Last week I attended the monthly McLean County Chamber of Commerce member meeting.
It’s always a nice time of visiting and networking over lunch. One of the new Chamber members for 2023 is River Traditions Custom Cabinetry & Furniture, which is located at 165 Adams Ave (Hwy 431) in Island.
It’s where the old Standard Service Station was, and directly across from Island Baptist Church. They have a lot of pictures on their Facebook page of the custom work that they do.
Per their Facebook page they are open Monday through Friday from 9 a.m. to 4 p.m., and their number is 270-499-0194. Be sure to check them out if you’re in the market for any type of custom cabinetry and furniture.
Those celebrating birthdays this week are Joyce (Allen) Rios, Jeff Howell, T.J. Israel, Aiden Parham, Derrick Parham, Curtis Sutton and Bobby Lott. And celebrating an anniversary are Charlie & Anna Lou Strole. I wish you all a very special day.
Reminiscing 45 years ago (Feb 2, 1978) — On Thursday, Jan. 26, 1978 Mrs. Larry (Beverly) Kassinger went into labor with her first child, during the “first bona fide blizzard in 60 years.” Unable to get in touch with her Owensboro obstetrician and with roads to Owensboro-Daviess County Hospital impassable, she was informed that she would have to go to McLean County General Hospital. She, her husband, and her mother-in-law, Juanita Kassinger, loaded into the couple’s four-wheel drive pickup and headed out from their Island home, “through the most devastating winter weather conditions since 1917-18.”
Mickey Keplinger was the McLean County sheriff at that time, and he and David Allen Sunn of the Rescue Squad had been dispatched to escort the Kassingers to the hospital. They met them on KY 138, about halfway to Calhoun. (Jennie Seymour, who lives in that area, said that she remembers it well — watching for the Kassingers to arrive at that location. She was very happy when they safely arrived there.)
It took the Kassingers almost two hours to arrive at the McLean County General Hospital “through whirling snow and drifts that sometimes brought their movement to a standstill.” Beverly Kassinger said she was “tickled to death” to get there, and felt so much better after arriving there and talking with Dr. (Hugh) Wilhite. The Kassingers’ seven pound, three ounce daughter, Lori Nichol, was born at 6:21 a.m., Friday, Jan. 27. Dr. Wilhite delivered the baby, who, in addition to being born in the first blizzard in 60 years, was also the first baby to be born in the county in 1978. Since 1974 babies had only been delivered at McLean County Hospital in emergency and special cases. “Thank heaven for McLean County Hospital,” Beverly Kassinger said.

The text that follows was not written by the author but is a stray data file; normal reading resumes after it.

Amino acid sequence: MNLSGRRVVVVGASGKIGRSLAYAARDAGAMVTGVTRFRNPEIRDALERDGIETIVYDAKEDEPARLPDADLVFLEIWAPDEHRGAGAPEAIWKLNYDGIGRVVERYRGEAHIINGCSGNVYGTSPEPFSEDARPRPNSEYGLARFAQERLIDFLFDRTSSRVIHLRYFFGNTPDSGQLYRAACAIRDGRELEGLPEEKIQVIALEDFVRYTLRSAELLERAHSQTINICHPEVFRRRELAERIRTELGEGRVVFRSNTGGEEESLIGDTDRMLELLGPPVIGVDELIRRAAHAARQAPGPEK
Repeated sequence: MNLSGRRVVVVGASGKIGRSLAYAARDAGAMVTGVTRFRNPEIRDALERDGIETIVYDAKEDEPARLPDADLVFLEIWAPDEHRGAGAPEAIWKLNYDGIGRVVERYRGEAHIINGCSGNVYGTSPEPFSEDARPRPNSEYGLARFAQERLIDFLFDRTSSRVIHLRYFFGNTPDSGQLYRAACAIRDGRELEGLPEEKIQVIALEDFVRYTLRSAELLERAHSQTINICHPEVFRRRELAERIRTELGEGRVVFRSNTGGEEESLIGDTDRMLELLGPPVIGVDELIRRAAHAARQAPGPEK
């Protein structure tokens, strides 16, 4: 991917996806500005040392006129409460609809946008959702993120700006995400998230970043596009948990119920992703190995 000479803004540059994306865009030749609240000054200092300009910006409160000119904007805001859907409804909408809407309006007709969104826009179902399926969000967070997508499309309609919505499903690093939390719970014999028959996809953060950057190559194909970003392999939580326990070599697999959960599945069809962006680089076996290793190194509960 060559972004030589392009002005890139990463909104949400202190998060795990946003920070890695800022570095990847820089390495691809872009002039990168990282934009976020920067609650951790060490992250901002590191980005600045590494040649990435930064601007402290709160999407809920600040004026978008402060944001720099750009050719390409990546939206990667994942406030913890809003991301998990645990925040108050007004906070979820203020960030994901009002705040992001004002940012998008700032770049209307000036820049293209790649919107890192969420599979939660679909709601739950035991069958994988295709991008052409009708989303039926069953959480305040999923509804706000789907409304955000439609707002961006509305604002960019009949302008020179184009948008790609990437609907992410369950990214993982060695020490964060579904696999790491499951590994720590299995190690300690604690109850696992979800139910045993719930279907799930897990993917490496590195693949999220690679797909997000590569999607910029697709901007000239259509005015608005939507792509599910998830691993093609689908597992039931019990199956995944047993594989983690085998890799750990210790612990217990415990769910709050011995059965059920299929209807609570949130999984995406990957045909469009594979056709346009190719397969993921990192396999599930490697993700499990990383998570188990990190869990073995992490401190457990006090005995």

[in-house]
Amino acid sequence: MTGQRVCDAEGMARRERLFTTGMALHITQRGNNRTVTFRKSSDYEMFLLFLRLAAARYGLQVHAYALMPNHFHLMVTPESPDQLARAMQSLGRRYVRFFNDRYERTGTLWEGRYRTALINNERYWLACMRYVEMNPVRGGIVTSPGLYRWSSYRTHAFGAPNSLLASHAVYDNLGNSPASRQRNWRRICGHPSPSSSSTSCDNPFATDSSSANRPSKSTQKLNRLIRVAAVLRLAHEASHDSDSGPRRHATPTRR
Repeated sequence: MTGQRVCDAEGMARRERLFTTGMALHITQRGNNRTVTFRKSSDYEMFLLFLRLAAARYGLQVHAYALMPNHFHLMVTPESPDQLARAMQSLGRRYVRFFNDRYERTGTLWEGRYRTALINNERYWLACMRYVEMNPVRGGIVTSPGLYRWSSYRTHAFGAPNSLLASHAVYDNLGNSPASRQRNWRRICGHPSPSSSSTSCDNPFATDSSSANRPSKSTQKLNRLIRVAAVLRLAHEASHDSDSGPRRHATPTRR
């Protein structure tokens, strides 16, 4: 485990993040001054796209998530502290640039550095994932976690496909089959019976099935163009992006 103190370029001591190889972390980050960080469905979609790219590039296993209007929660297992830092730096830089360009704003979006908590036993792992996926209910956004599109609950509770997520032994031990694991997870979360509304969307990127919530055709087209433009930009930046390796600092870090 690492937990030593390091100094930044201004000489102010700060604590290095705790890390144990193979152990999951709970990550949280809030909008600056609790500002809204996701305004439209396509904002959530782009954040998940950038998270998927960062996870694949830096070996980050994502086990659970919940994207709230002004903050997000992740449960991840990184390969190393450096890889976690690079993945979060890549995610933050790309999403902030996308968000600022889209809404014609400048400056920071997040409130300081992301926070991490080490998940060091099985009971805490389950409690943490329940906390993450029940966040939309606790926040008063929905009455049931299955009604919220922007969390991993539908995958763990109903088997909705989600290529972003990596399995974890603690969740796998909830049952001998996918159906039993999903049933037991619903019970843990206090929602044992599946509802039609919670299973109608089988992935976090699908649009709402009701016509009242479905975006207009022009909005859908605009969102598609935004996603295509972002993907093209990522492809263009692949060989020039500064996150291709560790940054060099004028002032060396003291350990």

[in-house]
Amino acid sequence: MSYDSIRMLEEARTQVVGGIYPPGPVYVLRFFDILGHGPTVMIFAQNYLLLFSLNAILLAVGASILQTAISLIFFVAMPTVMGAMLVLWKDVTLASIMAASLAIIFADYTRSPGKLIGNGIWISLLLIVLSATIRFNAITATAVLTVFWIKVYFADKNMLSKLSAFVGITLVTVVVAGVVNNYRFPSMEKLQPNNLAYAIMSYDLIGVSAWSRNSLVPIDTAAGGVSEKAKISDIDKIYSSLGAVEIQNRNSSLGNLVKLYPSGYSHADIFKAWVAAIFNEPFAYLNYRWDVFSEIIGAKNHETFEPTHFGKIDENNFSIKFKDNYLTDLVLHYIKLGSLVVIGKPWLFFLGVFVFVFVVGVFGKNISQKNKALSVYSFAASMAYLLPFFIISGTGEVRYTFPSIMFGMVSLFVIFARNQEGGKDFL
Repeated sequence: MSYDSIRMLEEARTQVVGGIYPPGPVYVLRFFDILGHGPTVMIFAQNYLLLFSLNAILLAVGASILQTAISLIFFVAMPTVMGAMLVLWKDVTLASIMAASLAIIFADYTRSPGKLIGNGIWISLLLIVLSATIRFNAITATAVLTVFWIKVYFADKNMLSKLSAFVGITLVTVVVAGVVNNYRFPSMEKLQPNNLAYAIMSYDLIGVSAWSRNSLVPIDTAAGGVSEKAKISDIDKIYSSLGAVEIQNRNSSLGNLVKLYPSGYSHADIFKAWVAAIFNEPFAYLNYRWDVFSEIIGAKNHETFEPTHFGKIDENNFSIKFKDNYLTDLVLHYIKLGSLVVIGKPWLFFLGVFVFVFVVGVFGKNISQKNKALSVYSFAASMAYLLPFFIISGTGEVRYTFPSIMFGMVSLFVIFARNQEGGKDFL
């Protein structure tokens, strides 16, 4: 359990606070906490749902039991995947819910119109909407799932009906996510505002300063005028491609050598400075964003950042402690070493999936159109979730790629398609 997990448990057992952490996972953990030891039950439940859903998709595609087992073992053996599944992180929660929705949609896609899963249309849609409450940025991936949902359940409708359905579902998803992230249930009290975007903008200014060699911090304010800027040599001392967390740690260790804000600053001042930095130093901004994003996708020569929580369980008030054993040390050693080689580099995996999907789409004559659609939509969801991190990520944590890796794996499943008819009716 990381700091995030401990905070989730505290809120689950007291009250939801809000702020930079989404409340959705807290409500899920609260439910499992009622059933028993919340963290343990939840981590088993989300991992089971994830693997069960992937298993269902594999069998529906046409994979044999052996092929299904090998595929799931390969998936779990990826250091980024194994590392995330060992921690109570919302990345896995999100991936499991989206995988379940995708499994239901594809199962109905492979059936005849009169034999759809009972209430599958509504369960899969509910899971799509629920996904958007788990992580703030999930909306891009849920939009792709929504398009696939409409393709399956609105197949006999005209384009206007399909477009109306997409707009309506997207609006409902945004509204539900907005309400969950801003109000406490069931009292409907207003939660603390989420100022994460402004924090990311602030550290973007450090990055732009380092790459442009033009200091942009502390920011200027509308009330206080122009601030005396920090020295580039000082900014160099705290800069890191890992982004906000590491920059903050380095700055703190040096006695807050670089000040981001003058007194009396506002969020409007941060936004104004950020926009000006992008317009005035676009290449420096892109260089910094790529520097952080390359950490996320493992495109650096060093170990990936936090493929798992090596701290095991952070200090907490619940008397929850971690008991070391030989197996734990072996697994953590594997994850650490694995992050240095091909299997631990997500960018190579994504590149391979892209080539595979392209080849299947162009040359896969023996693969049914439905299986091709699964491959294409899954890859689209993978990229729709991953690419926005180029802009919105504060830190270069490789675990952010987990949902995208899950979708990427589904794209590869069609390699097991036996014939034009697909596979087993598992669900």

Belated happy birthday to Lori Kassinger, as well!
I’d like to thank Barbara Drake for bringing in a copy of an article that was in Kentucky Living Magazine in July 1994. Called “Bridging Generations,” the article mentioned that the 1994 Wooden Bridge Festival — the community’s second annual such event — might well be the last. The bridge was slated by the Kentucky Department of Highways to be replaced, as it was too costly to maintain, according to highway officials.
The Sept. 17, 1994 festival would be celebrating the 122-year-old wooden bridge (which is 151 years old this year). The day’s activities were to include opening at 10 a.m. with a parade, including floats and a marching band, and then performances by area musicians, vocalists and the county’s Green River Players were to be held on a stage between 1st Security Bank and Worthington Plaza.
Line dancing, square dancing, a Little Miss and Mister Wooden Bridge Festival pageant and games for children were also planned, as well as arts and crafts booths, a History Room and pioneer exhibits. On the menu for sale would be barbecued chicken, porkburgers, homemade desserts, caramel apples and funnel cakes.
“If attendance is anywhere near the 2,000 which crowded into the town of 500 last year, festival-goers will want to arrive early for a parking space. They also should bring their own lawn chairs.
“’We’re definitely planning to have more food this year,’ said Mrs. Sue Markwell, explaining that the surprise 1993 crowd had concessionaires scurrying all over the county for more chickens and pork. ‘Things just snowballed. We even sold to the public the doughnuts we’d purchased to serve committee members, entertainers and exhibitors,’ she said.” Free events were scheduled to begin every 30 minutes and continue until 9 p.m.
Thankfully, with the help of some super-dedicated Islanders, who formed the Island Heritage Council, the wooden bridge was relocated to its current location at the park. Without their hard work, over several years, the bridge would have disappeared. We can’t thank you all enough!
“Be ye doers of the word, and not hearers only.” James 1:22.
Wishing everyone a great week ahead!
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